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An existing building in Whitehall was chosen as the potential site for a pilot Western Legacy Center by the Jefferson County Commission.

The 6,000 square foot building, located near the I-90 interchange, is currently occupied by the USDA and the Jefferson County Weed District.

The site was chosen out of five possibilities, with the other four being in Boulder.

The main reasons for choosing the Whitehall site was that the county could utilize an existing building, as well as its proximity to I-90.

The selection, made by two of the three Commissioners — Leonard Wortman and Bob Mullen — received a mixed response at the Oct. 6 meeting. Commissioner Cory Kirsch was not present, as he was attending a Basin Water and Sewer District Board meeting.

The project has evolved after the closing of the Montana Development Center in Boulder and was originally intended to directly benefit the city by being located near the I-15 interchange. It was seen as a tool to pull some of the estimated five million motorists traveling along the interstate into the city and to enhance economic development.

However, land ownership issues, as well as the need to construct a new facility, likely paid for through a bond, were the main reasons the Boulder sites were not chosen. The Whitehall site was also a late-comer to the project after a public meeting in June failed to generate positive support in the Boulder community.

The four Boulder sites included the I-15 interchange, North Main Street across from Town Pump, along Highway 69 at the Bull Mountain Volunteer Fire Department and the Jefferson County fairgrounds.

The Western Legacy Center is seen as a way to celebrate western culture, particularly that of cowboys and cowgirls, and would include a retail center that could draw on work created by Montana, and ideally, Jefferson County, entrepreneurs and artisans.

Ben Tintinger, principal architect with Mosaic Architecture, said his firm had looked at the building in Whitehall.

“It is feasible to essentially gut the building and remodel it … and add a section that looks like a Western Legacy Center,” he said.

Boulder City Council President Drew Dawson was supportive of the Whitehall site.

The Whitehall site will allow for a pilot program without a big investment by Jefferson County, but still provide economic benefits for the entire county through the gift shop, as well as providing a vehicle to advertise other attractions in the county, he said.

“It is a wiser way to go,” said Dawson.

Boulder resident Carellen Nix disagreed.

This project was to help Boulder and it’s not evident how putting it in Whitehall will do that, she said, adding that she favored the site along North Main Street and across from Town Pump.

If the pilot facility is created in Whitehall, it will likely stay there, she said, adding, “Boulder has always been the red-headed stepchild in the county.”

Boulder resident Christina Binkowski agreed with Nix.

If it is put in Whitehall, how will it benefit Boulder, and vice versa, she asked.

Boulder and Whitehall are nearly 40 miles apart along Highway 69.

Boulder resident Jan Anderson said the city already has a venue for local artisans at The Gift Box on Main Street, and places already exist to distribute literature on other Jefferson County and Boulder amenities.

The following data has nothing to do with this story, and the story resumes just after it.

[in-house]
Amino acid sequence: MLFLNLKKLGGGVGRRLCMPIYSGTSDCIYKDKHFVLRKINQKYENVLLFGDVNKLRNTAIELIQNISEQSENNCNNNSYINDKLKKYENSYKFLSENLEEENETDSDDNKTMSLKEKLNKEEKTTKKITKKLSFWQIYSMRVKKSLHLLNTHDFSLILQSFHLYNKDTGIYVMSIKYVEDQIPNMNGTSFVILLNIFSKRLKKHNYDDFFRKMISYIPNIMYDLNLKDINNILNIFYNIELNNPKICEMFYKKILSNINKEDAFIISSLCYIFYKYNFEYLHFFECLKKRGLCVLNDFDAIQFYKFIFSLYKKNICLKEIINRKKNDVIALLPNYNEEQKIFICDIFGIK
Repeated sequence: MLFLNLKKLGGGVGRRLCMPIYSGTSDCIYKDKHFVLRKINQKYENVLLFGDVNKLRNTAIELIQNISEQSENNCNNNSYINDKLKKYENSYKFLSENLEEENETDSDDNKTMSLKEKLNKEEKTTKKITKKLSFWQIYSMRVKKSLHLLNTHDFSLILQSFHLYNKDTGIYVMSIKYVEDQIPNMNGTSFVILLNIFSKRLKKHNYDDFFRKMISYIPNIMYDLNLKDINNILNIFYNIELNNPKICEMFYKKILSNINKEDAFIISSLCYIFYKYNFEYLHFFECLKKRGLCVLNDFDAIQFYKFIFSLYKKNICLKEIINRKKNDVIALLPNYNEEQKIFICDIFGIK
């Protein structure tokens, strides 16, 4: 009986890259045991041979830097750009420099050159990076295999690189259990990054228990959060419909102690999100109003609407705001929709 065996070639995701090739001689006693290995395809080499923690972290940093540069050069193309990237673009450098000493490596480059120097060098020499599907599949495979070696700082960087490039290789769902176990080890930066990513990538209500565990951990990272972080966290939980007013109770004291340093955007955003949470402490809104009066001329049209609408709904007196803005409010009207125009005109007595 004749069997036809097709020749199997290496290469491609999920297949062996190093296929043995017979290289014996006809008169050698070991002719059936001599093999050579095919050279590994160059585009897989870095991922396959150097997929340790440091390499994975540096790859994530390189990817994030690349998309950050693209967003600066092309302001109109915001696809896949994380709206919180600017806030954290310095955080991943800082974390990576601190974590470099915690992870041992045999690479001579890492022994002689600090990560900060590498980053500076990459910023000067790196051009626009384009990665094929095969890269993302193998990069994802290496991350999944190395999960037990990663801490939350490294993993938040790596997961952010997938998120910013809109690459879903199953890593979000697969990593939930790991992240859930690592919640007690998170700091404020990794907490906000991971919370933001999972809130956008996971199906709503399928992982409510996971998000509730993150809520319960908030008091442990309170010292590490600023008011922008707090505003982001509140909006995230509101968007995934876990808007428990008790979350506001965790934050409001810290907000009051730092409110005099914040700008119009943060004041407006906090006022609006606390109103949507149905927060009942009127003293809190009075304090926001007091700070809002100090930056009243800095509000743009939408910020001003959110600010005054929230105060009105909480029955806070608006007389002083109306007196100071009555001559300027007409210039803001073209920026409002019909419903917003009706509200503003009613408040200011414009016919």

There are not enough facts or support for moving forward with this project, she said.

The next phase of the project includes a feasibility study to see if the facility would actually work financially, said Harrington.

Jefferson County Planner LaDana Hintz said that perhaps this isn’t the time to proceed with this project as there are other pressing needs in the county, such as roads and emergency services, that the Commission will have to go to the taxpayers to pay for.

During this year’s budget season, the Commission indicated that the next fiscal year may be difficult as revenue streams have decreased over the years — and this year it relied heavily on federal Cares Act funding to balance the budget.

Nick Hensley of Whitehall was also concerned, and compared the project to the ongoing operation of Yellowstone National Park, which has had its good and bad years.

“Build it and they will come doesn’t always work,” he said.

Commission Chairman Leonard Wortman, who has been an outspoken advocate of the Western Legacy Center concept, remained optimistic.

Wortman said the gift shop would provide a showcase for local businesses, and perhaps this could tie into the future reuse of the Montana Development Center property, as the Veterans Administration is interested in putting in a pain management clinic there.

The VA uses equine therapy as part of its program and perhaps that could be the connection to the Western Legacy Center in Boulder, he said.

“I think we need to get something kicked loose,” said Wortman, adding that getting the Legacy Center up and running in Whitehall with an existing building is something that can be done rather quickly.

Commissioner Bob Mullen said that the big “marquee” item for Boulder is making progress on reusing the MDC campus.

The Montana Development Center closed in 2018 and since then, Jefferson County has been working with the state to transfer the land out of its existing trust status with the Department of Natural Resources and Conservation over to the Department of Public Health and Human Services, which will then determine its future use. The trust land designation transfer is currently awaiting a decision by the state Land Board.

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